Interestingly, during the course of our work showing that PrPC mediates neuronal zinc uptake, the protein was reported to be evolutionarily related to a subset of the ZIP family of zinc transporters (Schmitt-Ulms et al., 2009). Bioinformatic analysis revealed that the N-terminal extracellular domain of a distinct sub-branch of the LIV-1 subfamily of ZIPs that includes ZIPs 5, 6, and 10 had sequence similarity to the C-terminal globular domain of PrPC. These three ZIPs are also equipped with histidine-rich sequences N-terminal to their “prion-like” domain, capable of divalent metal binding, which is reminiscent of the octapeptide repeat domain of PrPC (Figure 1A). Interestingly, the orientation and distance of the “prion-like” domain to the respective membrane attachment sites in both PrPC and the ZIPs are similar (Figure 1A), and the primary sequence of the first transmembrane domain in the ZIPs and the GPI anchor attachment sequence of PrPC are also comparable, providing further evidence that PrPC is evolutionarily related to members of the ZIP family (Schmitt-Ulms et al., 2009).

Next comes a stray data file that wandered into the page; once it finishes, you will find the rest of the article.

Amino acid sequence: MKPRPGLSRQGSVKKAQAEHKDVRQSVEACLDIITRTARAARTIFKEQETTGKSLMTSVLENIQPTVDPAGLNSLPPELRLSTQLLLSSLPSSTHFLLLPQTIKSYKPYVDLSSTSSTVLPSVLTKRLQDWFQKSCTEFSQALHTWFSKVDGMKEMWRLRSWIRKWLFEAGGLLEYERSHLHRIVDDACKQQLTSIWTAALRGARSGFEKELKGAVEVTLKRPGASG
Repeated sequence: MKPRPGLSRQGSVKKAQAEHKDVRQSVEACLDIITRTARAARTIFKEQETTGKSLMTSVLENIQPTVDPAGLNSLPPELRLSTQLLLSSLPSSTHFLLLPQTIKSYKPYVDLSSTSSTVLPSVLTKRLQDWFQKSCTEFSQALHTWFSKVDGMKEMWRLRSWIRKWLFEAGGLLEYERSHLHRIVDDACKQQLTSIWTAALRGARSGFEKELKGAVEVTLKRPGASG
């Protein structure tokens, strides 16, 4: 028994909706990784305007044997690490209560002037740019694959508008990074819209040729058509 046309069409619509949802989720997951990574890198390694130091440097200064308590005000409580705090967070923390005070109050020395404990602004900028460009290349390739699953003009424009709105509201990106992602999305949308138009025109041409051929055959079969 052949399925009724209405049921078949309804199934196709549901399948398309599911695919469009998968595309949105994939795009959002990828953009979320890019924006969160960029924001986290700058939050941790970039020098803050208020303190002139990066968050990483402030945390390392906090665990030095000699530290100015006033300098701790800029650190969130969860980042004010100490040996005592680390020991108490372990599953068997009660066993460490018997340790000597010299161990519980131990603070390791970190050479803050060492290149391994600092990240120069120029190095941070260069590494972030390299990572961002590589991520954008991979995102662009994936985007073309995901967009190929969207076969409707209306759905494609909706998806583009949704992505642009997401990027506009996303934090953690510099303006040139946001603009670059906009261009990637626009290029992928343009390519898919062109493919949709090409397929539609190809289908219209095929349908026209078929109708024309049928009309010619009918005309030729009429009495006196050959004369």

FIGURE 1
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Figure 1. Schematic comparison of ZIP transporters and the PrPC-AMPA receptor zinc transporter. (A) Model of the LIV-1 subfamily of ZIPs with a prion-like ectodomain which is coupled to the C-terminal transmembrane domain. PrPC is structurally similar to the ectodomain of the ZIP transporter. (B) PrPC acts as a sensor for zinc in the extracellular space and coordinates the low affinity binding of zinc to the octapeptide repeats. The N-terminal polybasic region of PrPC interacts with the AMPA receptor subunits; this interaction facilitates the transport of zinc through the AMPA receptor which forms a channel across the membrane for the uptake of zinc in a manner similar to the C-terminal region of the ZIP transporter. Modified from Watt et al. (2013).